What it does have is wide access to high-quality senior care options and a modest cost of living, says the report, and it also ranked 8th for health care; no small feat.
The state came in within the top 20 for senior care costs, and is close to the national median. The report points out an example: a private one-bedroom in an assisted living community in Iowa will cost around $42,210 per year on average, more than $1,000 less than the national average.
Coming in in the top slot for best place to grow old, Utah scored seventh for quality of life and health care and 14th for cost.
The report says, “Elderly Utah residents have access to high-quality care that’s far below the national median. (Utah’s seniors pay about $35,000 annually for assisted living and about $48,000 a year for a home health aide).”
5 worst states in which to grow old
Wyoming ranked 46th in the nation overall, but did rise a hair in quality of life—it placed 38th—and a tad more in cost, in 32nd place.
It’s very expensive in senior home care services, though, at $59,484 on average a year, despite being relatively affordable for other costs.
The state’s so low on the list mostly because it’s dead last in the rankings on Caring.com reviews, and residents report not being satisfied with their social life.
It also came in 40th in the rankings for whether people were generally healthy.
4. North Dakota
In 47th place overall, North Dakota did a little better for quality of life, coming in in 30th place.
But for cost, it sank back down, coming in in 45th place. In fact, nursing home costs are pretty high, with private rooms running a median $129,276 per year.
It ranked last for senior home care costs of services or home health aides at $63,972 a year.
The good news? Older people reported good overall well-being, and the state even topped the list of all 50 states for financial well-being. People also reported enjoying their community and what they did every day, though the state scored poorly for having a rewarding social life.
3. New York
New York placed 48th overall and 34th in quality of life. As for cost, the Empire State pretty much scraped the bottom of the barrel at 46th place.
You want to talk eye-wateringly expensive? Senior care, as you might expect, is expensive in New York, including day care, assisted living facilities and especially nursing homes, which can cost $135,960 or more.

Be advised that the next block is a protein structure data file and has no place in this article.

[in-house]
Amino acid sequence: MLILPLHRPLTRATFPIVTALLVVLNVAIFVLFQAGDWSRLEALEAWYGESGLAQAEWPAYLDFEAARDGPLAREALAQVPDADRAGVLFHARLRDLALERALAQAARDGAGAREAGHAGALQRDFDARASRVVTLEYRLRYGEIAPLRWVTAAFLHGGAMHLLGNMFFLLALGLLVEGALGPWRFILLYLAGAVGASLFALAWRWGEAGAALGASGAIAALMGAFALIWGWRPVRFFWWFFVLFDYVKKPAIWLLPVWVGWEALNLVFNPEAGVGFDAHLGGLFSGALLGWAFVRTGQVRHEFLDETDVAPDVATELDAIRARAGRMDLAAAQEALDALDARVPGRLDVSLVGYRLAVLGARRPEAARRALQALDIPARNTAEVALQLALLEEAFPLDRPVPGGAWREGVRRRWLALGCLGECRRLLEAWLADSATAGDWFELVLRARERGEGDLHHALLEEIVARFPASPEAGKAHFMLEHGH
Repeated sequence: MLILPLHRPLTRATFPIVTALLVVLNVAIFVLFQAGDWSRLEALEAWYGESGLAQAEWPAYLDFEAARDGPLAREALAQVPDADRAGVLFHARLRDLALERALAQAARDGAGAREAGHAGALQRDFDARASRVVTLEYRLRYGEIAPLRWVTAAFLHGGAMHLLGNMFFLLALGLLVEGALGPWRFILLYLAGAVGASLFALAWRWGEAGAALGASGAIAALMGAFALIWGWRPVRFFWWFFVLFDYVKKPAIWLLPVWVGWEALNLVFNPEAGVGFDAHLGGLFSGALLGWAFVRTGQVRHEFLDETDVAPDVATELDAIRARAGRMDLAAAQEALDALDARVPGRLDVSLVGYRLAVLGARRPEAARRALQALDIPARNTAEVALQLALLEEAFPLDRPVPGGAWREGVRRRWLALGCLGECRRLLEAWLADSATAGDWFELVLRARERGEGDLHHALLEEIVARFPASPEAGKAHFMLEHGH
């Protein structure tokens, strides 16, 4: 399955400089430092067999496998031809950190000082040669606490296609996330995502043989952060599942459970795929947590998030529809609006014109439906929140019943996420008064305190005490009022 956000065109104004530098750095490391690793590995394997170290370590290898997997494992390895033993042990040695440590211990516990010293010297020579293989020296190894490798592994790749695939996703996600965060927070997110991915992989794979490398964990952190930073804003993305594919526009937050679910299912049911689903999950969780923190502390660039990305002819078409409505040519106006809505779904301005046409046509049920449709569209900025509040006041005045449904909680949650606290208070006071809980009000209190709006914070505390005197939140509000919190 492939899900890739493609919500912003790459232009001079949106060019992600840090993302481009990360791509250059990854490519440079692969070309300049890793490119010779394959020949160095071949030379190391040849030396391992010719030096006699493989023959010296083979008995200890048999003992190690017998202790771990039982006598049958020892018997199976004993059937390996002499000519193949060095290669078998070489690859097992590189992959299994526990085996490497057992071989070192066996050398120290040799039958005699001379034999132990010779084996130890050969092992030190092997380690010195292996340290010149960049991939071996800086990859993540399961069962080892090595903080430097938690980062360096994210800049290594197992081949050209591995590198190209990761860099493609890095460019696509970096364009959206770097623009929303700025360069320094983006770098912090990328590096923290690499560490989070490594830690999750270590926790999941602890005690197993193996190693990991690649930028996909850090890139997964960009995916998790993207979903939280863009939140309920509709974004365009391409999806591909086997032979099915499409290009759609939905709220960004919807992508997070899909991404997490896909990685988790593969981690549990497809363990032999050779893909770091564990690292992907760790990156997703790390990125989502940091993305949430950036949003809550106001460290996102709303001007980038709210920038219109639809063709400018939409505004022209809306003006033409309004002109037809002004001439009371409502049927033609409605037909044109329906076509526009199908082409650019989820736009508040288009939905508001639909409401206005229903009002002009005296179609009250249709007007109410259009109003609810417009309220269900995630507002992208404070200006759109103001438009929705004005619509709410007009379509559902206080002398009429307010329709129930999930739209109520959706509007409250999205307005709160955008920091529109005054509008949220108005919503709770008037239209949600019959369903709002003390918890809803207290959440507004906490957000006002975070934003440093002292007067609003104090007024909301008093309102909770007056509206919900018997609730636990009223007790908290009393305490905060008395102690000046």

But that’s not all; you don’t even get what you pay for. Facilities ranked second-to-last in Caring.com reviews.
And while seniors reported having generally good health, New York ranked poorly in all other well being categories, including having a sense of purpose and community and financial health.
Indiana ranked 49th overall and 48th for quality of life, and wasn’t even redeemed much by its cost ranking of 29.
It may not be all that expensive here, but older Indianans reported that their general well-being wasn’t great, including ranking very poorly in the categories of physical health and having a sense of community.
They did, however, report good financial well-being—possibly because of the general low cost of care, particularly for home health aides and homemaker services.
1. West Virginia
Not only did West Virginia come in at the very bottom overall of all 50 states, it also got a bottom-place ranking for quality of life.
In cost it fared far better, coming in at 13, but that doesn’t help much if all the other factors aren’t there.
Do not put this state at the top of your list unless you don’t care about anything but money. Although the state ranked second in costs for homemaker services and home health aides and sixth for adult day health care, that doesn’t make up for coming in 42nd in Caring.com reviews and dead last in general well-being.
The state’s older residents reported having poor well-being in every category, including coming in last in physical health, having a sense of purpose, and having a decent social life.